Air Warfare: An Encyclopedia 2 Volume set by Walter J. Boyne

By Walter J. Boyne

Written by way of greater than a hundred foreign students and specialists, this encyclopedia chronicles the members, apparatus, and drama of approximately a century of aerial combat.

• greater than 900 A–Z entries 0 in at the first, the simplest, the worst, the quickest, the top, the latest

• Contributions from a few a hundred best foreign experts―many with strive against experience

• Lavish set of illustrations with a number of pictures together with the Mitsubishi G4M built with the Okha suicide missile, the purple Baron, and the 1st all-female aircrew of the U.S. Air Force

• Maps starting from the Western entrance as stabilized in 1915 to the Persian Gulf battle in 1991

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72 (1931) broke the world speed record in 1934. 79 bombers under license, in part at its new AUSA subsidiary, but the racing experience and the chairmanship of Paolo Foresio (1900– 1980) had transformed it, as the 1936 fighter competition proved. 200 (1937) was so superior that the Regia Aeronautica (the Italian air force) was forced to order it. 205 (1942) variants with German inline engines, and including those built under license by Breda and SAI Ambrosini, production ran to 2,600 aircraft, or one-fourth of the entire Italian World War II output.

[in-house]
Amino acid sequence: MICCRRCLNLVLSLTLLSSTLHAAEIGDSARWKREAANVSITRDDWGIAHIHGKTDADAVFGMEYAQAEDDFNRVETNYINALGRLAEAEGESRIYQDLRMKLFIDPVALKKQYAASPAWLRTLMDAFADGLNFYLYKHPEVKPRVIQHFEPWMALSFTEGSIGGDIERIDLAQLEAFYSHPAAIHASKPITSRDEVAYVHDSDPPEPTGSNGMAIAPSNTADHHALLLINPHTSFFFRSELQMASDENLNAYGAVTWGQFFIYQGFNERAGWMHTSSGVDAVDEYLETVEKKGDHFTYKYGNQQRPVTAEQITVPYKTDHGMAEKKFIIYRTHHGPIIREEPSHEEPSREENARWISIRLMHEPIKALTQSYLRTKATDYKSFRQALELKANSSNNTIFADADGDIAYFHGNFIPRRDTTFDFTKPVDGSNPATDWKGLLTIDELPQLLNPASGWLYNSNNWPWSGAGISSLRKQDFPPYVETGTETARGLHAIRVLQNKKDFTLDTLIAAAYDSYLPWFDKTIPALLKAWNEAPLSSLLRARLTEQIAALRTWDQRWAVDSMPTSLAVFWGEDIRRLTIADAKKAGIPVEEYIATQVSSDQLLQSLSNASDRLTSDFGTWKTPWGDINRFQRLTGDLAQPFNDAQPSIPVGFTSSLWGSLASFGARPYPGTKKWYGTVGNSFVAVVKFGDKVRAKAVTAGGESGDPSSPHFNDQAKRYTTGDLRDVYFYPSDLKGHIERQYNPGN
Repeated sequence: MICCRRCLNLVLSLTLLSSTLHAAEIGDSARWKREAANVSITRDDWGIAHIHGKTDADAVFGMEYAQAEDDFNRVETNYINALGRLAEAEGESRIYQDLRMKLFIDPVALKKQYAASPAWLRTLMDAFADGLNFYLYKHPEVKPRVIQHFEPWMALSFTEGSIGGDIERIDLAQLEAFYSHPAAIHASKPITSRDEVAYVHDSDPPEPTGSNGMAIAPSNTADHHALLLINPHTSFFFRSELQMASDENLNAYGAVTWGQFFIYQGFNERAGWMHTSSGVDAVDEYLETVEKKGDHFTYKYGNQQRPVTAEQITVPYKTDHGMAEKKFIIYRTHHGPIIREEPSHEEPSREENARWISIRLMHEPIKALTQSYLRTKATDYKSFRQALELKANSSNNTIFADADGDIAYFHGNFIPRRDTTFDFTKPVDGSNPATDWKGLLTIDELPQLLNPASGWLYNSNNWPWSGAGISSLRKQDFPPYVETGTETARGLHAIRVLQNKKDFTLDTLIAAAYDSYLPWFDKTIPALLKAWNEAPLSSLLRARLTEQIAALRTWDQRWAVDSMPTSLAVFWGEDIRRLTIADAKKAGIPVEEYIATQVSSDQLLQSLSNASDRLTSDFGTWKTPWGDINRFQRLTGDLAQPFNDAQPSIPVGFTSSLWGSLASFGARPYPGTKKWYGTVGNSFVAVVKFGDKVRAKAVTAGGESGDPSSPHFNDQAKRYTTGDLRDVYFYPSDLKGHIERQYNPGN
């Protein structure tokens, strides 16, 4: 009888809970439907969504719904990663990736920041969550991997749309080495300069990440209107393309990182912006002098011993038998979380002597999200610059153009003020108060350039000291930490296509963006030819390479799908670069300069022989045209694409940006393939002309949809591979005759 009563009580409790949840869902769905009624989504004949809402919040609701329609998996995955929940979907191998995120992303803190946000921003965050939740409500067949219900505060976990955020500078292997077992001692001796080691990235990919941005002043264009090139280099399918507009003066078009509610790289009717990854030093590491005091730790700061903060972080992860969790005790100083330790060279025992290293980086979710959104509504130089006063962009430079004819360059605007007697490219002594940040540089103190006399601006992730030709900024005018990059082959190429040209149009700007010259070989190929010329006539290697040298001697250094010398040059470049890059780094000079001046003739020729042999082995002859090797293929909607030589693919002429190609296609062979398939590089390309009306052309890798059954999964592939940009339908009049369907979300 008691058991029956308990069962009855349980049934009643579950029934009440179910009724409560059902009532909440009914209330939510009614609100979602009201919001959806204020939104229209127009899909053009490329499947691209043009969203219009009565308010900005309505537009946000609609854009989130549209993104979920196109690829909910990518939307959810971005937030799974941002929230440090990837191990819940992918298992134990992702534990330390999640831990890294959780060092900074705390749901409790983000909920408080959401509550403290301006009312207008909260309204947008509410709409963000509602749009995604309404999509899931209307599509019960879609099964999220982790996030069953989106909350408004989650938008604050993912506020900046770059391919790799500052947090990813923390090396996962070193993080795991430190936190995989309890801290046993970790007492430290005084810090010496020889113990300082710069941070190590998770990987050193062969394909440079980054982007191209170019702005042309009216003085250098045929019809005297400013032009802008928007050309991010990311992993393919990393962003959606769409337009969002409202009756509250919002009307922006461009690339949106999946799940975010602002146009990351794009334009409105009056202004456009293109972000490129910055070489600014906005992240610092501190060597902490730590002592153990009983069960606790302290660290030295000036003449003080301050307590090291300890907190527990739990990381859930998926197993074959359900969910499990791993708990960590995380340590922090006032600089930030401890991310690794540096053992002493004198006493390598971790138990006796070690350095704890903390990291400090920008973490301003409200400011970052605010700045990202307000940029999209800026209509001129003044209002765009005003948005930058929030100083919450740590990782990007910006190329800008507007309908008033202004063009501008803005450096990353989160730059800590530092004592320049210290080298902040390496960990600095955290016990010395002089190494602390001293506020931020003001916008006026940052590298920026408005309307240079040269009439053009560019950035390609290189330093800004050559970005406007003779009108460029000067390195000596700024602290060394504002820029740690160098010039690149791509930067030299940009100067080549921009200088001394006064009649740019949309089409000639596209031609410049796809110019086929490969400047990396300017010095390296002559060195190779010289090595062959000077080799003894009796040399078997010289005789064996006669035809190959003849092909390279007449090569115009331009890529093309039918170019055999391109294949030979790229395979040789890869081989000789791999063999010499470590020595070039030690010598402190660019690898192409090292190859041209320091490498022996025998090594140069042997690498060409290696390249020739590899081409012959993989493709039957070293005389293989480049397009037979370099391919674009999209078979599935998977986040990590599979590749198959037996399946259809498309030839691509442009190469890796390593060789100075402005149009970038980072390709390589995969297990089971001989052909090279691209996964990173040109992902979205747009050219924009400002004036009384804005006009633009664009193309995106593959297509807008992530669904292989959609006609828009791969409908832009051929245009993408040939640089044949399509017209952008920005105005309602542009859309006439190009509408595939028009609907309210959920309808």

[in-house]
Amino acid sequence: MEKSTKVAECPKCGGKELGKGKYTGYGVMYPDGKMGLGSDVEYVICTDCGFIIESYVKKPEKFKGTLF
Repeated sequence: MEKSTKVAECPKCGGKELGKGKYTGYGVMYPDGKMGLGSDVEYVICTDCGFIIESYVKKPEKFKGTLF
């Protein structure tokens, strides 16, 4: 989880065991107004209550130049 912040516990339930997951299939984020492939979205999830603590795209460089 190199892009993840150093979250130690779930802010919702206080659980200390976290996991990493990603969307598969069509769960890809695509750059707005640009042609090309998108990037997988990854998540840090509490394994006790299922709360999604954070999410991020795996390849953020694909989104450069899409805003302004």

Its reputation for elegant service was not up to the standards of Western airlines, but Aeroflot’s safety record, based on statistics rather than perception, was no worse than those of many Western airlines. The pilots and aircrews were proud and competent. They had to be: The airfields in Siberia were often potholed, and navigational aids across the endless taiga and tundra were few and far between. Under the communist system, Aeroflot had no competition within the Soviet Union. It was the state airline, and so it enjoyed a monopoly as the transportation service of the entire country, and its aircraft provided all kinds of aerial work: crop-spraying, forestry and fishing patrols, ambulance and emergency services, and support in building oil pipelines, power lines, and railroads.

The new law also charged the NBS with responsibility for the research and development of NAVAIDS. The earlier efforts of the Post Office, army, and NBS thus had laid the groundwork for the Low Frequency Radio Range, marker beacon, nondirectional beacon, and instrument landing system. A now properly funded NBS soon moved these NAVAIDS from the laboratory to a system of four-course, Low Frequency Radio Ranges that supported instrument flight. The NBS continued to improve the Low Frequency Radio Ranges and through research overcame inherent problems such as night effect (the tendency for the signal to “wander” during night operations), as well as interference from other stations.

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